Each week, we bring you the latest whisky news on WhiskyCast, but a lot can happen during the week. Now, you can keep up with whisky news as it happens here on WhiskyCast.com!
January 8, 2015 – The Scotch Whisky Association is looking for a new executive to head up the trade group’s global lobbying and export promotion work. The new Global Affairs Director will be based at the association’s new office to be opened in London later this year after the UK’s general elections.
In a news release, SWA Chief Executive David Frost said the new executive will lead staff in London and Edinburgh to open up more markets for Scotch Whisky. “We believe that a permanent London presence will enhance our ability to engage effectively and build relationships both with the UK Government and with other governments and bodies represented there,” he said. The association will soon begin recruiting staff with international relations and public affairs experience for the London office.
The announcement comes as Frost announced the departures of two longtime SWA executives who had been responsible for managing global affairs. European Affairs Director Nick Soper left the association in November, while current International Affairs Director Campbell Evans will step down later this year – likely after the new executive comes on board. Frost paid tribute to both men for their service to the industry. Soper’s portfolio included working with European Union officials in Brussels, while Evans also oversaw the association’s media relations work at times in addition to working on international issues such as counterfeiting and trademark protection.
Links: Scotch Whisky Association
January 7, 2015 – Even as Chip Tate begins work on his new Tate & Company distillery in Waco, Texas, he is taking legal action against the distiller who succeeded him at Balcones Distilling, Jared Himstedt, along with Himstedt’s wife Laura. Tate and his attorney, David Clouston, filed suit Tuesday in McLennan County District Court against the Himstedts on two different grounds.The lawsuit accuses Jared Himstedt of defaming Tate in several media stories published since the December 2, 2014 settlement between Tate and the owners of Balcones to buy out Tate’s 27% ownership stake in the distillery. The suit also seeks to declare that Tate need not repay a $10,000 loan from Laura Himstedt made several years ago to help Balcones, following a “demand letter” seeking repayment of the loan after Tate received an undisclosed amount of cash for his shares in Balcones.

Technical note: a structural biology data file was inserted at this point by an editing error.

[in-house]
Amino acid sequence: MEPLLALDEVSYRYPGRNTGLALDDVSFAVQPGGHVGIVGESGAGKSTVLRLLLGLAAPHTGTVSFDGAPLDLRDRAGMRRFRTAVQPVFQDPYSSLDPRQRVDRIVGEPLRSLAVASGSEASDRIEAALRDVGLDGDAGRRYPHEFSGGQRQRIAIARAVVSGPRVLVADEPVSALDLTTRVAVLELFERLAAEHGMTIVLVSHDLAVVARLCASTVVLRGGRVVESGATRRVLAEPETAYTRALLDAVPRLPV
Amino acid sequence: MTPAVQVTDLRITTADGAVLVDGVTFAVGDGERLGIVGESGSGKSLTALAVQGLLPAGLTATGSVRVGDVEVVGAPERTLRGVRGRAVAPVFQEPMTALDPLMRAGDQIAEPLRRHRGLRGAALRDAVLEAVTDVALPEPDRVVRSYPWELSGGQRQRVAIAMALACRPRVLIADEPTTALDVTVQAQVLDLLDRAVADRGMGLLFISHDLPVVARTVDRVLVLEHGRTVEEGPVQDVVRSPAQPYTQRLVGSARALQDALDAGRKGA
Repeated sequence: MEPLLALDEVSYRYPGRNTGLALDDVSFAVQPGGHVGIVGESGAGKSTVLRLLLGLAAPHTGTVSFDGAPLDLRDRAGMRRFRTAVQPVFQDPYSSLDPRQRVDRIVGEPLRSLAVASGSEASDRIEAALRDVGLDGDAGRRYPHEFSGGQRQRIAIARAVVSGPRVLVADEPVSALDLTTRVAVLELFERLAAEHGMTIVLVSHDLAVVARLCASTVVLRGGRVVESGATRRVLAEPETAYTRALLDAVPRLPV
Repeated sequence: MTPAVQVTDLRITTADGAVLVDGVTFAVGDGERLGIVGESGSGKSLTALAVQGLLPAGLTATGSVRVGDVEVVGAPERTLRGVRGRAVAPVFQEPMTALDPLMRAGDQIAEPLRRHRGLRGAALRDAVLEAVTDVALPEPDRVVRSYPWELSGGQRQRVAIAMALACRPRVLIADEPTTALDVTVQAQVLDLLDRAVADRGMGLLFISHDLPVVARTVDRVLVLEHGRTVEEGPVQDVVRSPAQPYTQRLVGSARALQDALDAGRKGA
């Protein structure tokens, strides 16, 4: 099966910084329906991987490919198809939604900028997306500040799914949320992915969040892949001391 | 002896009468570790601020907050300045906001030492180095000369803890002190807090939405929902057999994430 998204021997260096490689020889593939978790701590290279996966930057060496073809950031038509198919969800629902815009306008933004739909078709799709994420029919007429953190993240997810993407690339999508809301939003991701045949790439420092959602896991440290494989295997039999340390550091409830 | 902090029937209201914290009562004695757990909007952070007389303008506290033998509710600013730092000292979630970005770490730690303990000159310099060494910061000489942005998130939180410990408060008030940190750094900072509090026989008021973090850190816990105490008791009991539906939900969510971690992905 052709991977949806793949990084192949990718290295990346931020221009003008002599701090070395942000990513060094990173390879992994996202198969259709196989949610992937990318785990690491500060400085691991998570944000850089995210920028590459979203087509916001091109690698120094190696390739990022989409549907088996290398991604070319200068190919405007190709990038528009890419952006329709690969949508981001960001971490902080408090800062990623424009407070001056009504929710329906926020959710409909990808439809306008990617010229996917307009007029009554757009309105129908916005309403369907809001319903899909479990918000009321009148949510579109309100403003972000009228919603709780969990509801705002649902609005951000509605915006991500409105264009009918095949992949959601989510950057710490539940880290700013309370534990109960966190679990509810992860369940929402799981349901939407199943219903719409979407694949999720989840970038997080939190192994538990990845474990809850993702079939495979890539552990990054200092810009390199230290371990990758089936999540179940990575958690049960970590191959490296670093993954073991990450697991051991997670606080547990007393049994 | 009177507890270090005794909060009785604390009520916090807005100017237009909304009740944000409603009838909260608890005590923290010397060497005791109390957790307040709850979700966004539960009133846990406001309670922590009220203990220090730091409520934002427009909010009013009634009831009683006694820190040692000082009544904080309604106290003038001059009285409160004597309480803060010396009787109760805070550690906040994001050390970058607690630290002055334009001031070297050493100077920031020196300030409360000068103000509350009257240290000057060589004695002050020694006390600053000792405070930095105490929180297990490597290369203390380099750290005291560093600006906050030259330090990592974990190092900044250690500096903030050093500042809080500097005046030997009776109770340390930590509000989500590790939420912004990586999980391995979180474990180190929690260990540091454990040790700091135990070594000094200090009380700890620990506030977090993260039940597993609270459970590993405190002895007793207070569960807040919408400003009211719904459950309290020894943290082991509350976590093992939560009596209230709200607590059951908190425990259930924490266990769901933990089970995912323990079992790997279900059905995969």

According to the Waco Tribune, Jared Himstedt said his wife offered to loan Tate the $10,000 in May, 2013 because Balcones was running out of money. This would have been around the same time Tate was finalizing the deal with a Oklahoma City-based private equity firm led by Greg Allen to acquire a majority stake in Balcones. The Himstedts maintain the loan was a personal loan to Tate that should be repaid from the proceeds of the sale of his Balcones shares in December. In a statement provided to WhiskyCast on behalf of the Himstedts, attorney Jeffrey Armstrong accused Tate of reneging on his agreement to repay the loan.
“This lawsuit is yet another attempt by Mr. Tate to avoid his responsibilities to business associates and investors at every turn. Jared Himstedt is well respected within the craft distilling community with award-winning blends, and is an invaluable part of the Balcones business and brand. Jared Himstedt has now been apart of Balcones longer than anyone else as he and Mr. Tate started distilling Balcones whisky together. Jared has a passion for craft whisky and for protecting the Balcones brand and its employees. His wife, Laura Himstedt, helped Mr. Tate to grow Balcones at a time when Mr. Tate desperately needed money. Once again, Mr. Tate is reinventing the narrative to avoid repaying the debt and promises he made to her.”
Tate and Clouston tell a different story, citing in the court filing a written agreement between Tate and Laura Himstedt that repayment was tied to future Balcones profits.
“The terms of the loan provided that Chip would only repay Defendant Laura if/when Chip received profit sharing cash distributions from Balcones and that he would repay Defendant from any profit sharing cash distributions he received as a member of Balcones using a calculation equal to a 1% interest in Balcones.”
In a statement provided to WhiskyCast, Tate said he resented the implication that he owes Laura Himstedt any money, and that Laura Himstedt was given details of the settlement and buyout agreement that were to have been kept confidential.
“The Himstedts know that money was invested in the company. In truth, the funds that Laura lent the company were used to pay Jared’s salary, even though I wasn’t making a dime back then.”
Tate had hoped to announce more plans for his new distillery today, but said in an email to WhiskyCast that the “real announcement got sidetracked by the other matter.” He had hoped the December settlement would allow him to move forward with plans for his new distillery, and Clouston described the lawsuit as an attempt to protect the interests of Tate and his family.